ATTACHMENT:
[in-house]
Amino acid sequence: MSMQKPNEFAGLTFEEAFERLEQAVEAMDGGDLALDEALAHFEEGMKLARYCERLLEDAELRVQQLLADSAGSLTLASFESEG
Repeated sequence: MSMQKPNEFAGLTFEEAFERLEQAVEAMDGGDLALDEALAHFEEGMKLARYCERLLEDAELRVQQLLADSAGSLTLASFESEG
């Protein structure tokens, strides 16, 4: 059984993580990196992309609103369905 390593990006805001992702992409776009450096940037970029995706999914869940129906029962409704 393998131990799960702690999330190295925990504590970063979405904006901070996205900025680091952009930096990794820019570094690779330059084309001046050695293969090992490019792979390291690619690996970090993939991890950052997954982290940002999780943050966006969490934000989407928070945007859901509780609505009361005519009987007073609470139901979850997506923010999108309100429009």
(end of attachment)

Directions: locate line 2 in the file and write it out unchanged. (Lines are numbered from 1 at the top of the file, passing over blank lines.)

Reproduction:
Amino acid sequence: MSMQKPNEFAGLTFEEAFERLEQAVEAMDGGDLALDEALAHFEEGMKLARYCERLLEDAELRVQQLLADSAGSLTLASFESEG